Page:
PRODUCTIVITY SPECTATOR: How to win a food fight

Coles' use of personal data to revolutionise food marketing will likely transform the way it handles stock, and suppliers who translate the data into closely predictive orders will reap the benefits.

Productivity Spectator

Soon you’ll be opening a letter from Coles, offering you a 10 per cent discount on your five favourite products. As I wrote in my piece Coles places faith in data revolution (April 20), this is much more about Coles getting your data than it is about finding another discount lure to get customers through the door.

But there may well be some suppliers who will be dreading this prospect of another price squeeze as Coles continues to take the fight to Woolworths for the remaining 20 per cent of the market the pair don’t yet dominate. Coles and Woolworths can, and do, leverage their market power to drive supplier pricing down.

Suppliers like CC Amatil, Heinz and others have been unusually vocal about how much this is hurting their profits. But grocery retailing is low margin game – and when you have margins that low you need two things: high volume and constant turnover. Predicting stock levels down to the nearest unit is the best way to do that.

Coles, of course, already has massive amounts of data on purchases and with the revamped FlyBuys program it will become far more adept at predicting exactly who to market to, when and with what products. Think of the latest circular delivered to your house. This scattershot marketing message is filled with thousands of things you would never buy, and is designed to appeal to every possible audience.

From a productivity standpoint, it’s an obsolete approach. Marketing spend will become more targeted and as a result, more effective. And as marketing campaigns become more predictive, the precision of stock purchases by Coles will likely also improve. Predictive stock purchases is one of the reasons Coles is able to continue to drive price decreases.

On the suppliers' side, the video above shows how one of Coles' suppliers used data to grow business 700 per cent over four years.

Bread Solutions makes baguettes, ciabatta and rolls from its factory on the outskirts of Melbourne. It's one of the most hi-tech food manufacturers I’ve seen and, using extremely efficient machinery from Germany and France, is able to deliver huge volumes of bread at a quality nearer to artisan bakers than the traditional bulk products supermarkets used to serve. One of the machines it uses is able to turn out 24 thousand Kaiser rolls in an hour.

Bread Solutions is a success because it can offer Coles exactly what the supermarket chain is looking for: consistent supply of a consistent product. At Bread Solutions there is a lot of access to Coles’ data and this is able to be used to drive down costs inside the business. Chief executive Deyrick Upton says Bread Solutions is able to forecast Coles’ demand with almost 100 per cent accuracy.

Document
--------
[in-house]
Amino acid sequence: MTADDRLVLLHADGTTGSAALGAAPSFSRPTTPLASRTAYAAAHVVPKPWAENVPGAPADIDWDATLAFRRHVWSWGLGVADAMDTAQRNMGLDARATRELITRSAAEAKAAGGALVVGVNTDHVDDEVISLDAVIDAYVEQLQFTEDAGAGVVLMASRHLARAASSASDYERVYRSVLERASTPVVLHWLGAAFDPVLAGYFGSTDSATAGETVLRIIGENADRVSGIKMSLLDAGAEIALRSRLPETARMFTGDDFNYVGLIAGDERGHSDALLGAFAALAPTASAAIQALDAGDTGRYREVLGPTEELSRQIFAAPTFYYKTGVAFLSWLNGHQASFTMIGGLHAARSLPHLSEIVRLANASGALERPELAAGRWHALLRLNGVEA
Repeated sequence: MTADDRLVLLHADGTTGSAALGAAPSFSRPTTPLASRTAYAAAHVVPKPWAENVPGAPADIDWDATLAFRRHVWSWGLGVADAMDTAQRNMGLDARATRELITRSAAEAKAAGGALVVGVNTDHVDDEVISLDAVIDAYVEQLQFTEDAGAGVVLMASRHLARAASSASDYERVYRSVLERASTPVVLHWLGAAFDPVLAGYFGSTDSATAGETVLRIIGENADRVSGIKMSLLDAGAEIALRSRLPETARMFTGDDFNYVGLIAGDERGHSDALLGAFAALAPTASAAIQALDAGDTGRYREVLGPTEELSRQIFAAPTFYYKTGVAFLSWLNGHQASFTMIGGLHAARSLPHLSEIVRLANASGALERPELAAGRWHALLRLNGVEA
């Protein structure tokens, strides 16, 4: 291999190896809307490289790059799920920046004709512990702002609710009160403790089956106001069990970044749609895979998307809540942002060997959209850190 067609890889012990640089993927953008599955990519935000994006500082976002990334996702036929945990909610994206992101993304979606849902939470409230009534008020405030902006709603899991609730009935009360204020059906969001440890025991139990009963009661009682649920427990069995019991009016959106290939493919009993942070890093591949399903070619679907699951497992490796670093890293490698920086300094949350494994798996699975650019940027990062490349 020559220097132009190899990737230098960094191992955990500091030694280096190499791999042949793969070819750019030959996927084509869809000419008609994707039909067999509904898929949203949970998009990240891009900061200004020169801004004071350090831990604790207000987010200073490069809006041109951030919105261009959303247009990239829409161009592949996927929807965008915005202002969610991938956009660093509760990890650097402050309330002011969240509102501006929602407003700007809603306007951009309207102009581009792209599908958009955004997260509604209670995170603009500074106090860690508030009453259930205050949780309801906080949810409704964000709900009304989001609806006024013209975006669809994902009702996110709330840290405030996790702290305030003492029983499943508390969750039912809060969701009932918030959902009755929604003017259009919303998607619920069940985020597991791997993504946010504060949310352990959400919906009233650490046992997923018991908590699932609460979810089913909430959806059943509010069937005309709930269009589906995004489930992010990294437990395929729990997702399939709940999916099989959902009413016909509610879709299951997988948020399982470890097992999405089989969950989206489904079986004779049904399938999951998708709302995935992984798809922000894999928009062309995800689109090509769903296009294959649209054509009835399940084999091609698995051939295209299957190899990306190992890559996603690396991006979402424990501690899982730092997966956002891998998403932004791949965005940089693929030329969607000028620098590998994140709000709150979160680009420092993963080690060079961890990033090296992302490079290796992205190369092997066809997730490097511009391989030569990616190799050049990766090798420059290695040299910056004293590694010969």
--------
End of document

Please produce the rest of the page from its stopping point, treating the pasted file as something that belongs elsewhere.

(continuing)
That has allowed the company to almost completely reduce cash tied up in inventory, a big factor in generating free cash for further investment in machinery. With that consistency, it is also able to plan and allocate staff across shifts far more efficiently. Upton says this is a big factor in Bread Solutions’ excellent staff relations.

An extremely likeable chap, Upton himself has a lot to do with staff relations. Touring the bakery, he knew every staff member’s name and introduced me to many. As someone who left high school to take a baker’s apprenticeship, Upton knows what it’s like to work the breadmaker’s graveyard shift. It can play havoc with work life balance. So Upton has done a lot of work on optimising staff shifts.

By running the operations 24/7, he can absorb changes in demand without having to put further pressure on his people. And Upton says that because workers are always aware of when they’ll be working, they are far more satisfied than if they are thrown into extra, or longer, shifts. They too appreciate consistency. His staff is non-unionised, with 50 per cent from migrant backgrounds, and is amongst the best paid in the sector.

Where Bread Solutions really is going to see the benefit of the revamped FlyBuys program is in Coles’ new predictive technology. Once FlyBuys gets going, Coles will be able to create far more effective marketing campaigns and will be able to test them over time to ensure they are as accurate as possible. It will likely be experimenting with many types of grocery products and will need suppliers who can provide goods in a timely manner.

The more vertically integrated Coles is with its suppliers, the better it can achieve that. Bread Solutions is already adding more machines, and it looks like part of Coles' battle will be on artisanal bread. That reflects consumers' continued interest in quality food and our aspirational desires to become gourmet hosts, a la Masterchef.

If Coles can get the data right, you'll soon find that the food you buy will say so much about your personality that your marketing circular will look at lot more like a foodie magazine, created exclusively for you.